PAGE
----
Oak Harbor will look at alternatives to utility rate hikes

  • Friday, February 21, 2020 1:51pm
  • News

Oak Harbor ratepayers may not be facing increased utility rates, for now.

After several residents at the Tuesday City Council meeting voiced concerns about a projected increase, council members abstained from passing legislation that would dramatically raise utility rates.

The rate hikes were expected to cover the rising costs of the new sewage treatment plant, solid waste disposal and other utilities.

Instead, the council plans to meet at a later date to discuss potential cost saving measures that would mitigate the impact to ratepayers.

“If you make a lot of little bits of difference, you can make a big difference, and that’s what I’m asking for,” Councilman Bill Larsen said.

THE ESTIMATED total utility rate for a single family household was projected to rise from $184.58 last year to $222.30 in 2022.

The wastewater utility rate was projected to have the greatest impact, increasing by $24.91 over the course of three years after the construction of the treatment plant.

According to a presentation by Finance Director Patricia Soule, lowering the fund balance and reducing the capital improvement projects would likely have the greatest impact in minimizing the cost to ratepayers.

Capital improvement projects are used to update infrastructure. Projects for the water fund are estimated to cost $7.77 million from 2020 to 2022 and include projects such as improvements to the cross city transmission main and annual water main replacements.

There are fewer capital improvement projects scheduled for the sewage treatment, or wastewater, fund, but they include projects to replace aging sewer line.

DURING JANUARY’S winter storms, rainwater entered sewage lines causing sewer overflows. The sewage treatment plant was unable to keep up with the excess water.

“We have a brand new facility; it was compromised,” Councilman Jeff Mack said. “You’ve got a brand new heart but your arteries are giving out and those need to be addressed.”

The fund balance is usually 25 percent of the wastewater revenues and is used for unexpected costs and emergencies. The city spent a few years increasing the fund balance in preparation for the sewage treatment plant.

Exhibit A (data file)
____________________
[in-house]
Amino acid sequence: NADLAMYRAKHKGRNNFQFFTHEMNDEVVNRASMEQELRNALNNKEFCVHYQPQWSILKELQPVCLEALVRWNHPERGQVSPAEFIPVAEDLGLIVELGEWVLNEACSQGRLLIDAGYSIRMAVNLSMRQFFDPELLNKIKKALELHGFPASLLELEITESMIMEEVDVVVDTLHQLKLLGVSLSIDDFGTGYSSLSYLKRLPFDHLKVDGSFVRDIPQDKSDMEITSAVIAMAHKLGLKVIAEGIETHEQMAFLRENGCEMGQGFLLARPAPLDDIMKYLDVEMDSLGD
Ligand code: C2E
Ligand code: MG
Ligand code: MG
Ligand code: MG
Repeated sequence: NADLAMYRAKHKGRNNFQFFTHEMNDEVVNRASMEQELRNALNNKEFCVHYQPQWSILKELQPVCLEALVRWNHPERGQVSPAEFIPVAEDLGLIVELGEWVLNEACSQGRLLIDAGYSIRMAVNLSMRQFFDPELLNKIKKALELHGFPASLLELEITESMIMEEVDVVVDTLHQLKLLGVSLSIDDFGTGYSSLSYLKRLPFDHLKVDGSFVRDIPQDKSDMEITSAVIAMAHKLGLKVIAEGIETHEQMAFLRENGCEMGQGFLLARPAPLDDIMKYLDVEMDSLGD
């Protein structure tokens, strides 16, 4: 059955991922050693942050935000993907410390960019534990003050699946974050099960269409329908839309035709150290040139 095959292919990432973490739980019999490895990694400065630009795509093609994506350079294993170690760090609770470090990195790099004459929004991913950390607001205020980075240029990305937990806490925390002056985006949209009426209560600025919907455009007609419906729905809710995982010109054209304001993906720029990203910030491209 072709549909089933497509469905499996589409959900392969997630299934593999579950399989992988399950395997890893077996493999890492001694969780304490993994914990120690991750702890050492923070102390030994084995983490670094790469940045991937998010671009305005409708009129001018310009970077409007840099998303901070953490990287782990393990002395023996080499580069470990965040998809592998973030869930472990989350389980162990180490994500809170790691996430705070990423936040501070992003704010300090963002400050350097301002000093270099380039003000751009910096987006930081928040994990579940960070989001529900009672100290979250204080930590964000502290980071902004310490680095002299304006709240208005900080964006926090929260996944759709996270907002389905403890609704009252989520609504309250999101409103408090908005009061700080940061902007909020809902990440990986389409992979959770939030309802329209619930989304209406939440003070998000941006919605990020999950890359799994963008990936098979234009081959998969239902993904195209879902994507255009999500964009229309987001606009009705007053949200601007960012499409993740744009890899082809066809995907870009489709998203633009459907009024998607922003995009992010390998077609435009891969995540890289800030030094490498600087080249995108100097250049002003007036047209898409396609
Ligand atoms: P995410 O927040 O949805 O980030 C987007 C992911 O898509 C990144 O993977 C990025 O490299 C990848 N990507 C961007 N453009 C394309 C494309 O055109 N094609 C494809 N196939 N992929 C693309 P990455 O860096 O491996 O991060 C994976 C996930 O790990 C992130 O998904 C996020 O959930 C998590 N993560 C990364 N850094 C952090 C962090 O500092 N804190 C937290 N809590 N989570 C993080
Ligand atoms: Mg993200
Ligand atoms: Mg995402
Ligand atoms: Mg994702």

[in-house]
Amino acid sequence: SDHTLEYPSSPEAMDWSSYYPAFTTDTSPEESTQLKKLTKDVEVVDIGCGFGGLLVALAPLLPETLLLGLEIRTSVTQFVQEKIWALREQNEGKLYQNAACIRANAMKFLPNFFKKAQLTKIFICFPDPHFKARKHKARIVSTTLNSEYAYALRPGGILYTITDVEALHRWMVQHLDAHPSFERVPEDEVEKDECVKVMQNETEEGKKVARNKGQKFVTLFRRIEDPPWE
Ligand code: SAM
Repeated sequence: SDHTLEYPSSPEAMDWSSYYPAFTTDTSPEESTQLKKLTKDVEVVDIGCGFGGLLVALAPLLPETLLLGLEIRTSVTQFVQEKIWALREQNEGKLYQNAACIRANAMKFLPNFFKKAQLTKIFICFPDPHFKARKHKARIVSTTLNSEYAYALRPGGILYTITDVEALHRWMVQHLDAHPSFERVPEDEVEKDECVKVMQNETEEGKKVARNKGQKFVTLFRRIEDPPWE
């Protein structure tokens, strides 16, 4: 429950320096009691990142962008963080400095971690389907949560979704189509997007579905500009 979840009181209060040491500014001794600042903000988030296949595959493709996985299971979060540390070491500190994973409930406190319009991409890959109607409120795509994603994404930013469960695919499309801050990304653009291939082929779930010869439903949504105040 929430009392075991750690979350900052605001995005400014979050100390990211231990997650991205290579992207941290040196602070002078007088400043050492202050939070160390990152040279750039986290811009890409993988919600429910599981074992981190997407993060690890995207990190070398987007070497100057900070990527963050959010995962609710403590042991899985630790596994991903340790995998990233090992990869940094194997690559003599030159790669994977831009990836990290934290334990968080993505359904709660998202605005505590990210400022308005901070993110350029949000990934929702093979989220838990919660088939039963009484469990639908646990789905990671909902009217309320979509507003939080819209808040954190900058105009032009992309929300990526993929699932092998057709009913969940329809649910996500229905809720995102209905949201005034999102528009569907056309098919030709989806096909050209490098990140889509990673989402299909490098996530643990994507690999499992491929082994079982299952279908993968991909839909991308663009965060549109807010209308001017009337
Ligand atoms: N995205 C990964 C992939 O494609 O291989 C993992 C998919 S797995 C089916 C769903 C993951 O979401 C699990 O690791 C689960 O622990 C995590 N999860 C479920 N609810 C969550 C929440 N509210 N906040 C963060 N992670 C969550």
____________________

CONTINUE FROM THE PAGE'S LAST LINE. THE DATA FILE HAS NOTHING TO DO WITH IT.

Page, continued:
The increased fund balance has been used and the proposed utility rate would keep the fund balance at 25 percent.

Lowering the fund balance would likely reduce the utility rate but could also limit the facility’s ability to deal with unexpected costs.

OTHER OPTIONS the council is considering include continued negotiations with the Navy to add the Seaplane Base to the city sewer plant, and increasing the insurance deductible.

In 2019 the city proposed a $38.5 million buy-in fee to the Navy and about $2.35 million or more a year for maintenance and operation. The Navy uses the old Crescent Harbor Lagoons for sewage treatment.

Currently, the sewage treatment plant is insured for $120 million with an insurance deductible of $5,000. Increasing the deductible to $25,000 would decrease the insurance cost by $57,608.

“In the long term, that’s a wise decision, but I don’t know if that would move the needle on the rates when you look at the size of the budget. But I think it’s just good business practice to do that,” Councilman Joel Servatius said.

Oak Harbor is planning to develop new homes and housing over the next few years.

Resident Neill Ryan said he wanted to know how the new neighborhoods and developments would affect the utility rate.

“At a time where we are discussing the importance of low-cost housing, a $40 increase in the next three years to utilities for a family is significant,” Matt Ross said, adding he wanted to know what measures were going to be put in place to cap the increase.

HOW THE new developments in the city would impact the rate increase is unknown.

“We can give great numbers about the number of applications we have in the office, the number of units which are projected, we could even maybe guesstimate,” Development Services Director Steve Powers said, “and I use that word purposefully as to when they might start construction upon approval, but we have no way of knowing for sure whether those units will come into being in that 36-month window.”

The council will consider its options and send questions to Shawn Koorn, of HDR Engineering, on Feb. 21, to see what adjustments could be made to lower the utility rates.

In other action:

• The council extended the permit moratorium on downtown development for another six months to allow for more research and to hear from the public.

• The council also passed a resolution to officially declare the Feb. 6 winter weather an emergency. The declaration was made to keep the city in accordance with Island County and the state when the city seeks reimbursement or refund from FEMA.

• Oak Harbor Police Chief Kevin Dresker received a Patriot Award from the Employer Support of the Guard and Reserve for his support of the military personnel who work in the department.

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